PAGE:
- The Washington Times - Friday, November 18, 2005

President Bush has a historic opportunity to stand against religious oppression and human rights by directly addressing Chinese tyranny — particularly religious oppression and declining freedoms — when he meets with Chinese President Hu Jintao today. I hope the president uses his trip to make it clear America’s global economic interests go hand-in-hand with our continued fight for global human rights.

There are mixed signals whether this will happen. There have been several significant events recently.

• First, the State Department released its annual report on International Religious Freedom, which again laid bare China’s war against faith and freedom. Secretary of State Condoleezza Rice announced Mr. Bush had, for the seventh straight time, designated China a “Country of Particular Concern” because of its egregious violations of religious freedom.

• Next, the independent and bipartisan U.S. Commission on International Religious Freedom (USCIRF) issued its report on its August visit to China, declaring “the Chinese government continues to systematically violate the right to freedom of thought, conscience and religion or belief.”

c Mr. Bush met with the Dalai Lama, a Nobel Peace Prize winner and an outstanding symbol of human rights and religious freedom, not just in China but the world. Beijing, not surprisingly, denounced the meeting. Speaking in Kyoto earlier this week, the president spoke of democracy’s power to better the lives of individuals and make nations more prosperous.

c Despite these positive actions, National Security Adviser Stephen Hadley on Thursday buried human rights and religious freedom at the bottom of a laundry list of important items on the president’s agenda during a pretrip press briefing: I hope Mr. Hadley’s brief and passing mention does not represent a lack of administration commitment to use the presidency’s bully pulpit to rally the world against tyranny and oppression at every opportunity, in this case dramatically in China.

For years, we have been assured by Beijing and its American supporters that expanded trade and economic reform could help usher a modicum of respect for basic human rights and fundamental liberties in China. We were assured the tradeoff between economic freedom and human rights was only temporary. As the USCIRF Report so aptly states, “This argument can no longer be sustained.”

In fact, as the commission demonstrates, “The room for political openness, public activism, and greater civil and individual freedoms is narrowing.” The State Department report and the CPC designation make clear that there has been no overall improvement on religious freedom in China.

In an arrogant display of total contempt for world opinion and its international obligations, Beijing last week sentenced Cai Zhuohua, pastor of an underground Protestant church, to three years in jail for illegally printing Bibles. It also fined Mr. Cai $20,000, and fined and sentenced his wife and brother-in-law to prison terms. This happened in Beijing — not some distant province — clearly showing religious persecution is government policy and providing the world a timely example of China’s continued refusal to observe its international obligations to respect religious freedom and human rights.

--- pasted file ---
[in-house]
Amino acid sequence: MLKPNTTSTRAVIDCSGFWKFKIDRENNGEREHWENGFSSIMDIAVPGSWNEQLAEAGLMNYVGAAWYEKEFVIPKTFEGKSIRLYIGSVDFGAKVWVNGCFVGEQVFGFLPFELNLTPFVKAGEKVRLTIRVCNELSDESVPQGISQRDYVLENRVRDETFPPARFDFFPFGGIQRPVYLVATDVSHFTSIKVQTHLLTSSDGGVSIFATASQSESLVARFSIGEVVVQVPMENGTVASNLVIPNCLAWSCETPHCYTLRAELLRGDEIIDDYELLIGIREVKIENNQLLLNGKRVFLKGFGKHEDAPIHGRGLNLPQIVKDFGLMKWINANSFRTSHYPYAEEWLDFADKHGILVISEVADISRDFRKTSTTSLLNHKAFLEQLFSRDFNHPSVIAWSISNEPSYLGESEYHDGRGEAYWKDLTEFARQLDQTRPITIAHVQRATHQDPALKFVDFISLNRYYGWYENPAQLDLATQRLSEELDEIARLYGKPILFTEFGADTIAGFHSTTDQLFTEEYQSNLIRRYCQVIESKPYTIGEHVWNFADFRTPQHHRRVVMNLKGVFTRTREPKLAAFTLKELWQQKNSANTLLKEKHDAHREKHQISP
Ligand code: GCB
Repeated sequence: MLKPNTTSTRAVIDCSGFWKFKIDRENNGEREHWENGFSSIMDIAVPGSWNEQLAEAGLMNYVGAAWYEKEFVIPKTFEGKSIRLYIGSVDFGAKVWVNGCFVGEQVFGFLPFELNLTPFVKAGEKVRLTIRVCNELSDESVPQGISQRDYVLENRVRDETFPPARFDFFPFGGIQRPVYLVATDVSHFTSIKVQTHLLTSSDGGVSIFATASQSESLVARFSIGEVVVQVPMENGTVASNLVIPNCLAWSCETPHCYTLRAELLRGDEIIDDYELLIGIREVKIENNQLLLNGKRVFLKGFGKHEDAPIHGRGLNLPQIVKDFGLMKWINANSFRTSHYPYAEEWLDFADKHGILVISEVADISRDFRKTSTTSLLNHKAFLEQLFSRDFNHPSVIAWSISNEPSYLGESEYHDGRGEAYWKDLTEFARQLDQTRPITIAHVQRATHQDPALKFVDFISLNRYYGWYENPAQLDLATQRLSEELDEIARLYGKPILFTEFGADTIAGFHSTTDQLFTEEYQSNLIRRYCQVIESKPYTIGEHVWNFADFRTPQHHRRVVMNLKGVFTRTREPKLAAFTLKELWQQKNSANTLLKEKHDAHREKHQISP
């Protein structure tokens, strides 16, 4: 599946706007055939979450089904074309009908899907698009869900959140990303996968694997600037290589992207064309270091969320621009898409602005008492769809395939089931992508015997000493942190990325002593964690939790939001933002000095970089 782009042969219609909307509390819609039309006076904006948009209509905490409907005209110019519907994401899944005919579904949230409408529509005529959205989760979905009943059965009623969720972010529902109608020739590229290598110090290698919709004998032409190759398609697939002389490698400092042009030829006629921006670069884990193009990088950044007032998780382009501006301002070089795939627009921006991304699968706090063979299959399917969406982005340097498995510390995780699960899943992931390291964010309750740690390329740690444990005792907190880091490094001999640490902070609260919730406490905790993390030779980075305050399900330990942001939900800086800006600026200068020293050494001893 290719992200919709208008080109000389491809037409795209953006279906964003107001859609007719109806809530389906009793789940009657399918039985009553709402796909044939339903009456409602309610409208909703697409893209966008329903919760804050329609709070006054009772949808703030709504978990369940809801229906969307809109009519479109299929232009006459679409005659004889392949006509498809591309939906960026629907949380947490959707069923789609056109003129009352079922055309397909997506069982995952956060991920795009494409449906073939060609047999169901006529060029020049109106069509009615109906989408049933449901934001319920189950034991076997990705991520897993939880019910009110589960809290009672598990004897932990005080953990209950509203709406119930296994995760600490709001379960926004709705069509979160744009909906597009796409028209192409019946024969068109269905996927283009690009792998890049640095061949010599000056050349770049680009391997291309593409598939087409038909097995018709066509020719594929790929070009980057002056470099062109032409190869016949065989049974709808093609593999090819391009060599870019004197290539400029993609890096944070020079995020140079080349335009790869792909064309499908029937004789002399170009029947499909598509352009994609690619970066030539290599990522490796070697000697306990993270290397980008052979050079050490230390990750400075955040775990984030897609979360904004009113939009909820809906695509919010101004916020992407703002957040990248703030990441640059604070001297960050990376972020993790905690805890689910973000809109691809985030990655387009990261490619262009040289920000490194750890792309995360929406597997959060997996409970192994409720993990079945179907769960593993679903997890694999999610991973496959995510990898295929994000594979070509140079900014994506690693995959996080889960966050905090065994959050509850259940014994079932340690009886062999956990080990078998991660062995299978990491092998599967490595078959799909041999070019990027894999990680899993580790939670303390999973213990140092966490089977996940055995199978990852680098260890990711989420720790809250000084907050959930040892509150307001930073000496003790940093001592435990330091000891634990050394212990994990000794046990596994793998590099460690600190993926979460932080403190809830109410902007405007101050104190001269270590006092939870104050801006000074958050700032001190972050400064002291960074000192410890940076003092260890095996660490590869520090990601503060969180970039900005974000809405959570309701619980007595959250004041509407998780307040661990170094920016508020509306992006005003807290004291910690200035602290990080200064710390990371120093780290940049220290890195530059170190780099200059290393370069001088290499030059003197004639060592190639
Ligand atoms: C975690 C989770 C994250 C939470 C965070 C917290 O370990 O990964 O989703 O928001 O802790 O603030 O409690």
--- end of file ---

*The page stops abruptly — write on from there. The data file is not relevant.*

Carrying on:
Chinese citizens are subject to severe government repression for exercising their rights to freedom of religion and thought. Coerced confessions, presumption of guilt and extrajudicial influences on courts are pervasive throughout China.

Forced abortion and sterilization continue to be widespread, including in the Shandong Province. New regulations on religious affairs have been perverted to persecute religious groups. Though all religious people suffer, members of “unofficial” churches — including Catholics, members of Protestant house churches, Falun Gong practitioners, and ethnic minorities such as Tibetan Buddhists and Uighur Muslims — bear the brunt of abuses from harassment and arbitrary detention in prisons, psychiatric facilities and reeducation-through-labor camps to torture and death. China’s dictatorship oppresses, tortures and mistreats tens of millions of its own citizens. We simply cannot continue to turn a blind eye because of our economic ties.

There is mounting concern in Congress, throughout the government and across the country about Chinese public policy. Yesterday, I joined a bipartisan group of 21 of my colleagues in the House of Representatives to send President Bush a letter urging that human rights and religious freedom be a major topic in discussions with President Hu Jintao.

All Americans and concerned members of the international community must make clear to Mr. Bush the urgency of raising China’s violations against human rights and religious freedom in his summit meeting — as he has done before.

Our focus on religious freedom is based upon our fundamental concern for human dignity and the rule of law. By passionately defending the rights of all believers, no matter their faith, we demonstrate to a skeptical world that America is truly committed to freedom, not simply to our own national interest. Or, perhaps better, that universal freedom is our national interest.

Chris Smith, New Jersey Republican, is vice chairman of the U.S. House of Representatives’ International Relations Committee and chairman of its Subcommittee on Africa, Global Human Rights and International Operations.

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